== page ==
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Re: Artificial Primary keys

From: Jan Emil Larsen <jel_at_g-it.dk>
Date: Tue, 29 Jan 2002 09:03:25 +0100
Message-ID: <a35l0g$a5k$1@news.net.uni-c.dk>

"Bernard Peek" <bap_at_shrdlu.com> skrev i en meddelelse news:7twfQtDuXcV8EwEh_at_shrdlu.com...
> In message <a333do$hqq$1_at_news.net.uni-c.dk>, Jan Emil Larsen
> <jel_at_g-it.dk> writes
> >
> >"Bernard Peek" <bap_at_shrdlu.com> skrev i en meddelelse
> >news:V4YEVzEOOIV8Ewhm_at_shrdlu.com...
> >> In message <3c5186c2$0$14015$edfadb0f_at_dspool01.news.tele.dk>, Jan Emil
> >> Larsen <jel_at_g-it.dk> writes
> >
> ><snip>
> >> >If the key holds information, the key will (must) change if that
> >information
> >> >changes.
> >>
> >> If it is a natural key then the information cannot change, it is
> >> immutable. The value of the key identifies one and only one object. If
> >> the value of the key changes then it must identify a different object.
> >
> >Your are _defining_ a natural key as a key that does not change.
> >By that definition you cannot be wrong :-)
>
> Correct. It stems from the definition of a key.
A (primary) key is a (combination of) attribute(s) that uniquely identifies an object (or a row in an RDB).
A row should represent a fact, that is: the combination of values (the information) shall be true.
Even though your definition has very nice consequences, I doubt that is reflects current practice.
This can eg be seen by the ability of many RDBMs' to cascade on a PK/FK change.
Your definition rules out almost any "natural key". Do you have an reference for your definition?

> >> >Or could you give an example - that is: of a natural key that holds
> >> >information, but is immutable?
> >>
> >> I quoted one a few days ago, a natural key that uniquely identifies a
> >> person. If you have the precise location and time that someone is born
> >> you can uniquely identify them. Once they have been born the data is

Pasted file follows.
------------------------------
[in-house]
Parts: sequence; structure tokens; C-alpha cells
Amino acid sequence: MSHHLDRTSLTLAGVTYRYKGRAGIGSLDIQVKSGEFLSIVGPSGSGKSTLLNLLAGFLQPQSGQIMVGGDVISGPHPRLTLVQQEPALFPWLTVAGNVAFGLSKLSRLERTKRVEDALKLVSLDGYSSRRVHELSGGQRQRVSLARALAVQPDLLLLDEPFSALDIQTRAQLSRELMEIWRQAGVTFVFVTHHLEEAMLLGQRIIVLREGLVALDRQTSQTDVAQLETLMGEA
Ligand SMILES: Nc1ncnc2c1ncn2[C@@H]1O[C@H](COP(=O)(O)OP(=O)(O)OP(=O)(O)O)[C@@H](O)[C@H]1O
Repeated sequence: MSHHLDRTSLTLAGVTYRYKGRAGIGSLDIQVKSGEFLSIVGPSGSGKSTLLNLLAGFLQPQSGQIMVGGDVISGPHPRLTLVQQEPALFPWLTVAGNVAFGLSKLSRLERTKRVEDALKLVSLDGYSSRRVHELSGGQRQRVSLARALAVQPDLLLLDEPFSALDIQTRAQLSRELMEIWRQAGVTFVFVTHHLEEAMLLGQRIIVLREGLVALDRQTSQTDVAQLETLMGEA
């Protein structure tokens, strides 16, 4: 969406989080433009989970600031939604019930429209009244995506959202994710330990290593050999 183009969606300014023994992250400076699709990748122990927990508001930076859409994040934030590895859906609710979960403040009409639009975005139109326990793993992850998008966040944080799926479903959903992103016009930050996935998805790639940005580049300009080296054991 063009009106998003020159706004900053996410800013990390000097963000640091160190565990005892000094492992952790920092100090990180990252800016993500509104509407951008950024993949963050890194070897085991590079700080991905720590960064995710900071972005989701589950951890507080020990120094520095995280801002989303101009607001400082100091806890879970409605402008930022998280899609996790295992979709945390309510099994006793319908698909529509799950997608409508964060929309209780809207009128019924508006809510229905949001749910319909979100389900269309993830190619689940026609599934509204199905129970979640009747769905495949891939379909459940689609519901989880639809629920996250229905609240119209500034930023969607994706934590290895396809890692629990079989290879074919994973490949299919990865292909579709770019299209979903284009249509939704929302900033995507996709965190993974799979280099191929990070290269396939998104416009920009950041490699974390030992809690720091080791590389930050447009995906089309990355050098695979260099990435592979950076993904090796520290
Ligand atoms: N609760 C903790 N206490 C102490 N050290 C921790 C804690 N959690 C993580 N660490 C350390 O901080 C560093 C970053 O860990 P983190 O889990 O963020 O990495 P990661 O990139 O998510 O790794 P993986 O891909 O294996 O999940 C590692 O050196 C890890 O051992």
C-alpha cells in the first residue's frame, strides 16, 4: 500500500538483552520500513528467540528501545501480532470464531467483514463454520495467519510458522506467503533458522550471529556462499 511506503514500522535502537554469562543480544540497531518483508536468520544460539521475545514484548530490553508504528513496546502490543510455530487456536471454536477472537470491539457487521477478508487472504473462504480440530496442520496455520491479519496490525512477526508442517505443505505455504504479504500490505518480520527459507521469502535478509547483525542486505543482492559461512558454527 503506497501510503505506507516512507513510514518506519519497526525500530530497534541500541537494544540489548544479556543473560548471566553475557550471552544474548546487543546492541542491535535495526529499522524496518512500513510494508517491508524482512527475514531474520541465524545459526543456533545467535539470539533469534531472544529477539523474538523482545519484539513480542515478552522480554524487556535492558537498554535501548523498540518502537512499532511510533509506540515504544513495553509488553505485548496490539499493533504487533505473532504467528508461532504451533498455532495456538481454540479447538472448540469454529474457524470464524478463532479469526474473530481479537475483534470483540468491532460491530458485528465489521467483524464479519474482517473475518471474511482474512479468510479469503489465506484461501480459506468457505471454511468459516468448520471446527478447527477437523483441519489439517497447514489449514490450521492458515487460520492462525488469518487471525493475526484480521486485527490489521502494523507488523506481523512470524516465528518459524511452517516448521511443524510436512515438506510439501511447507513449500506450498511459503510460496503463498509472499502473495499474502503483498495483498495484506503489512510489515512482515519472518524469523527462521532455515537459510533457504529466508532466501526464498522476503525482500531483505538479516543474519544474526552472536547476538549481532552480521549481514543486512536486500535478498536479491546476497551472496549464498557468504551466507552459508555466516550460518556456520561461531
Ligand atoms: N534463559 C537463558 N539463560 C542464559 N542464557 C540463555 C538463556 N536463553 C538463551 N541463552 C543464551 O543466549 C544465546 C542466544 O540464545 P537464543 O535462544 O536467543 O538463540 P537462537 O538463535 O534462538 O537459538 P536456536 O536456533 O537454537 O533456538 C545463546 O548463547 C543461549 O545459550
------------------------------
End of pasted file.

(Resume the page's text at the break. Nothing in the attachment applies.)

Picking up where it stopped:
> >> immutable. The uniqueness of the key is enforced by the laws of
physics,
> >> it is impossible for two objects to occupy the same space at the same
> >> time.
> >
> >And you would chose such a key instead of a surrogate key?

>

> If the information was available for everyone then nobody would use
> anything else as the key in their personnel databases. The data isn't
> available, which is why we are forced to substitute surrogate keys like
> the SSN.

>
> >Could you please be completely explicit: what is the domain of the key,
and
> >how do you represent it?
>

> I would probably represent it as latitude, longitude and altitude.
> Alternatively it would be just as acceptable to use polar co-ordinates.
> The units of measurement are not important.
I'm sure you would take the time of birth into consideration too. Lets just say that the key is four numbers: latitude, longitude, altitude and time, and that the units of measurement is able to distinguish nearby positions and events in time:

> >Such a key - if indeed represented to reflect to laws of physics - would
be
> >very awkward.
> >In fact, to a degree that there is a risk that the value recorded turns
out
> >to be wrong. Then you have to change it ...

>

> The data could have been recorded incorrectly, but once someone has been
> born the true values have been established and cannot be changed.
The point is here that there is a risk that you record the wrong numbers, and this risk is quite high. There are almost infinite many wrong key values that is in the apparent domain - you can't detect an error. By your definition of a key, you cannot change the key after its recording, and you end up with false information.... This risk alone force you to use a surrogate (a key that carries no information).

> >
> >If no other "natural key" as such one was offered, I wouldn't hesitate to
> >take a surrogate.

>

> Of course. But you should only choose a surrogate after establishing
> that there is no usable natural key.

I agree. There should be a "natural (almost) candidate key" to communicate with the users.

> >> In general I have complete trust in keys where uniqueness is guaranteed
> >> by the laws of physics.
> >The easiest way to achive that is by using a surrogate key.

>

> It is always possible to use a surrogate key and it is often easier.
>

> >The "law of physics" only applies to physical objects, but there are many
> >concepts that are not physical objects.
>
> True.

But then you cannot demand that a primary key should be ruled be the law of physics.

> >> I have a lot of trust in keys where I have
> >> control over the codes that are issued.
> >>I have somewhat less trust in
> >> keys that are supposed to be unique but are issued by third-parties
> >> (SSN, ISBN etc.) where I have no control.
> >
> >Why don't you prefer surrogates then?
>
> I accept surrogates as a necessary evil.

What is evil about surrogates? Received on Tue Jan 29 2002 - 02:03:25 CST

Original text of this message

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